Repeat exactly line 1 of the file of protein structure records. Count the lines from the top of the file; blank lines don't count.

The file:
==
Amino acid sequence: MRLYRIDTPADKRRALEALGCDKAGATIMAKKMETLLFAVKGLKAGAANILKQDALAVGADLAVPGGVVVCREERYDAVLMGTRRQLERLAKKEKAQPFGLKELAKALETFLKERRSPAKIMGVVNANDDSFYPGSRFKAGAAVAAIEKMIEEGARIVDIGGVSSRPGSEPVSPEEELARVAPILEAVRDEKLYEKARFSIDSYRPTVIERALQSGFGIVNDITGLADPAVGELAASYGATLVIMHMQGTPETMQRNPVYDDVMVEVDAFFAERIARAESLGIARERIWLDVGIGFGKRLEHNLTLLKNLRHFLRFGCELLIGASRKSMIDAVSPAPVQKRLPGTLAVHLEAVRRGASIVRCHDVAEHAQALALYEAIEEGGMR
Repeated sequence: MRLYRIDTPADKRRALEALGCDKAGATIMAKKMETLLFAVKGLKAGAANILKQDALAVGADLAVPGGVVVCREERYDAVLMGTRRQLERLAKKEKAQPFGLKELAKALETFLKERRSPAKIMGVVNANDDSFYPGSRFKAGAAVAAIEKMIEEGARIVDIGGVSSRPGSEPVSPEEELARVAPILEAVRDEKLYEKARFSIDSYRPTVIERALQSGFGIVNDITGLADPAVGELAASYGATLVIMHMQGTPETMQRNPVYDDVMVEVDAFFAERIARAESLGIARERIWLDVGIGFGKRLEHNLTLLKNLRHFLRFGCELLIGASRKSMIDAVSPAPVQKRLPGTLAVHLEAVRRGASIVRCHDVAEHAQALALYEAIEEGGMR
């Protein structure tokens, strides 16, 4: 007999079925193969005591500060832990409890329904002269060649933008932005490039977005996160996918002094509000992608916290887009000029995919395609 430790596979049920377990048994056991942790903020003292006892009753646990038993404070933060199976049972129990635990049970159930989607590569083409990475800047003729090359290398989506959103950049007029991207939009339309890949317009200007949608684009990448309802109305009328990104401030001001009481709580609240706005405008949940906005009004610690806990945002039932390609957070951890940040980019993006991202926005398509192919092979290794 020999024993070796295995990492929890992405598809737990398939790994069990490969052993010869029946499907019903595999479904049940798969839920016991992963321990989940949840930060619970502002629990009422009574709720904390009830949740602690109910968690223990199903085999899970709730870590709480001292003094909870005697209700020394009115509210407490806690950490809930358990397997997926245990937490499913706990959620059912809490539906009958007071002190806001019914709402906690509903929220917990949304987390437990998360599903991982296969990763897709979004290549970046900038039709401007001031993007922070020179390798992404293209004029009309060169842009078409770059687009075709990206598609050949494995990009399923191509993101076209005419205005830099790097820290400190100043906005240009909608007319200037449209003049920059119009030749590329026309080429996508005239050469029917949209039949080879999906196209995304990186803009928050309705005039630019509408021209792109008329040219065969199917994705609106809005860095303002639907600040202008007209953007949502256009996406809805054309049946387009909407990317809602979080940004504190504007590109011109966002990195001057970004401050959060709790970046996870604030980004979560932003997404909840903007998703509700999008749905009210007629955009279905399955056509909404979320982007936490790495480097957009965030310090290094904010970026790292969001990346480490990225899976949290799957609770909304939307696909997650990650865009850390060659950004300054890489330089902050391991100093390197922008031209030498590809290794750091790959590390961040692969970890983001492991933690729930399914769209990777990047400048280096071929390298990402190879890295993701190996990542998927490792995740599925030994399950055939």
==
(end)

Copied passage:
Amino acid sequence: MRLYRIDTPADKRRALEALGCDKAGATIMAKKMETLLFAVKGLKAGAANILKQDALAVGADLAVPGGVVVCREERYDAVLMGTRRQLERLAKKEKAQPFGLKELAKALETFLKERRSPAKIMGVVNANDDSFYPGSRFKAGAAVAAIEKMIEEGARIVDIGGVSSRPGSEPVSPEEELARVAPILEAVRDEKLYEKARFSIDSYRPTVIERALQSGFGIVNDITGLADPAVGELAASYGATLVIMHMQGTPETMQRNPVYDDVMVEVDAFFAERIARAESLGIARERIWLDVGIGFGKRLEHNLTLLKNLRHFLRFGCELLIGASRKSMIDAVSPAPVQKRLPGTLAVHLEAVRRGASIVRCHDVAEHAQALALYEAIEEGGMR